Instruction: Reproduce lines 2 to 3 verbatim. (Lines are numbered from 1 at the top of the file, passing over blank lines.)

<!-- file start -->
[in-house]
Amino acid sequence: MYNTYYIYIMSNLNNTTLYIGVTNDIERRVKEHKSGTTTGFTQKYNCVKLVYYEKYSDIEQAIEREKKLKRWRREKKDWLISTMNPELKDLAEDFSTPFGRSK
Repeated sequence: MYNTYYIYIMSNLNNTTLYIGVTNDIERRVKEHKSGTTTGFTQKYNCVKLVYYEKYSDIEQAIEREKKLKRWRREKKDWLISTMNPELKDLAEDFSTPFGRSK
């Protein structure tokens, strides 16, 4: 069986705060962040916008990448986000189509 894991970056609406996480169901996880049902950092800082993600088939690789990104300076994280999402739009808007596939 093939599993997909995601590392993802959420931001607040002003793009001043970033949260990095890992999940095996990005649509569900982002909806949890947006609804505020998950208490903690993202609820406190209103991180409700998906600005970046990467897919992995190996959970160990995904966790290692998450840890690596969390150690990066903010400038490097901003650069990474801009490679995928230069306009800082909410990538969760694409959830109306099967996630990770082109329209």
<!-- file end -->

Amino acid sequence: MYNTYYIYIMSNLNNTTLYIGVTNDIERRVKEHKSGTTTGFTQKYNCVKLVYYEKYSDIEQAIEREKKLKRWRREKKDWLISTMNPELKDLAEDFSTPFGRSK
Repeated sequence: MYNTYYIYIMSNLNNTTLYIGVTNDIERRVKEHKSGTTTGFTQKYNCVKLVYYEKYSDIEQAIEREKKLKRWRREKKDWLISTMNPELKDLAEDFSTPFGRSK